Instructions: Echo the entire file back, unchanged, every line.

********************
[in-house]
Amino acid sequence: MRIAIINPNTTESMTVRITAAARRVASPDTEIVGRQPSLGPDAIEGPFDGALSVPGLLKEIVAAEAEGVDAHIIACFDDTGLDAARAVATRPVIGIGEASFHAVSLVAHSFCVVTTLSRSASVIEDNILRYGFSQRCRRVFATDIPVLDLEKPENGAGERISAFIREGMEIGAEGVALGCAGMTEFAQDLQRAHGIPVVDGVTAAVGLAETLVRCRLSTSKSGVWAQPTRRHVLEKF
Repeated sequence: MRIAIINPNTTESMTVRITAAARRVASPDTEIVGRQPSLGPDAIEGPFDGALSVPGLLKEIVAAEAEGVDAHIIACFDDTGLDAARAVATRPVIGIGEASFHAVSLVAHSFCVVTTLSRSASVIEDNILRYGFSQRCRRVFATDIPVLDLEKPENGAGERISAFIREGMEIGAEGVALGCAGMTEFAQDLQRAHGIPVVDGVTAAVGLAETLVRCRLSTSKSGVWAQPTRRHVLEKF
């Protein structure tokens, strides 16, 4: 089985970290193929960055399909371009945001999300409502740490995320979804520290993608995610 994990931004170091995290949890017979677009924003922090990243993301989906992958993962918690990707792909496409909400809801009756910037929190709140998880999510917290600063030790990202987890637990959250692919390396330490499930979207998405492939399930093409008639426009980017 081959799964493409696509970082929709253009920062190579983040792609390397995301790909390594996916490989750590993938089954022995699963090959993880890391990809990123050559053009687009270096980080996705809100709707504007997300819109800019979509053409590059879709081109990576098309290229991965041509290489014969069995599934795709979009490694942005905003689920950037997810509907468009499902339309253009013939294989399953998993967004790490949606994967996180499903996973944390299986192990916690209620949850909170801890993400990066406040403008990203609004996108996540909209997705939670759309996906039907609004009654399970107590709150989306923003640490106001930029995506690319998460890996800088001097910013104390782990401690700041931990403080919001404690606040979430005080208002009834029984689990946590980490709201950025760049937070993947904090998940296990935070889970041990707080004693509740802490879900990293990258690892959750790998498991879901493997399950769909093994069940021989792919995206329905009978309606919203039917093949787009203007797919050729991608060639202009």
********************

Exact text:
[in-house]
Amino acid sequence: MRIAIINPNTTESMTVRITAAARRVASPDTEIVGRQPSLGPDAIEGPFDGALSVPGLLKEIVAAEAEGVDAHIIACFDDTGLDAARAVATRPVIGIGEASFHAVSLVAHSFCVVTTLSRSASVIEDNILRYGFSQRCRRVFATDIPVLDLEKPENGAGERISAFIREGMEIGAEGVALGCAGMTEFAQDLQRAHGIPVVDGVTAAVGLAETLVRCRLSTSKSGVWAQPTRRHVLEKF
Repeated sequence: MRIAIINPNTTESMTVRITAAARRVASPDTEIVGRQPSLGPDAIEGPFDGALSVPGLLKEIVAAEAEGVDAHIIACFDDTGLDAARAVATRPVIGIGEASFHAVSLVAHSFCVVTTLSRSASVIEDNILRYGFSQRCRRVFATDIPVLDLEKPENGAGERISAFIREGMEIGAEGVALGCAGMTEFAQDLQRAHGIPVVDGVTAAVGLAETLVRCRLSTSKSGVWAQPTRRHVLEKF
């Protein structure tokens, strides 16, 4: 089985970290193929960055399909371009945001999300409502740490995320979804520290993608995610 994990931004170091995290949890017979677009924003922090990243993301989906992958993962918690990707792909496409909400809801009756910037929190709140998880999510917290600063030790990202987890637990959250692919390396330490499930979207998405492939399930093409008639426009980017 081959799964493409696509970082929709253009920062190579983040792609390397995301790909390594996916490989750590993938089954022995699963090959993880890391990809990123050559053009687009270096980080996705809100709707504007997300819109800019979509053409590059879709081109990576098309290229991965041509290489014969069995599934795709979009490694942005905003689920950037997810509907468009499902339309253009013939294989399953998993967004790490949606994967996180499903996973944390299986192990916690209620949850909170801890993400990066406040403008990203609004996108996540909209997705939670759309996906039907609004009654399970107590709150989306923003640490106001930029995506690319998460890996800088001097910013104390782990401690700041931990403080919001404690606040979430005080208002009834029984689990946590980490709201950025760049937070993947904090998940296990935070889970041990707080004693509740802490879900990293990258690892959750790998498991879901493997399950769909093994069940021989792919995206329905009978309606919203039917093949787009203007797919050729991608060639202009």